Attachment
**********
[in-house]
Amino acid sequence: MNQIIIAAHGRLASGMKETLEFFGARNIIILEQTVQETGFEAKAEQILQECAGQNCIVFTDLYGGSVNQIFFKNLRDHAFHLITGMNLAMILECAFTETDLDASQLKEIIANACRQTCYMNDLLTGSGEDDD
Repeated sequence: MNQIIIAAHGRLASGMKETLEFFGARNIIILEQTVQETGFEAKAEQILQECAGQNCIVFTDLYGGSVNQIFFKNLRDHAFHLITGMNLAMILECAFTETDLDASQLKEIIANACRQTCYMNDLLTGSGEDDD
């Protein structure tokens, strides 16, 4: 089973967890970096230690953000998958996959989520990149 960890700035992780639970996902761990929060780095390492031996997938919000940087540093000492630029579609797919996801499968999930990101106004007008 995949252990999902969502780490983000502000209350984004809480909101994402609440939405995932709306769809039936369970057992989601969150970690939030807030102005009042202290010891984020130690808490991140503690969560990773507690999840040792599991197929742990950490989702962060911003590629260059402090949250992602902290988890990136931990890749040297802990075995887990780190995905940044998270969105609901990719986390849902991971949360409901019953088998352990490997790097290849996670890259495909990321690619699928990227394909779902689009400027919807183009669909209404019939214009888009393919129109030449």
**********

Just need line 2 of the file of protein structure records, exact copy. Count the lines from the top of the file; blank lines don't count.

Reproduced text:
Amino acid sequence: MNQIIIAAHGRLASGMKETLEFFGARNIIILEQTVQETGFEAKAEQILQECAGQNCIVFTDLYGGSVNQIFFKNLRDHAFHLITGMNLAMILECAFTETDLDASQLKEIIANACRQTCYMNDLLTGSGEDDD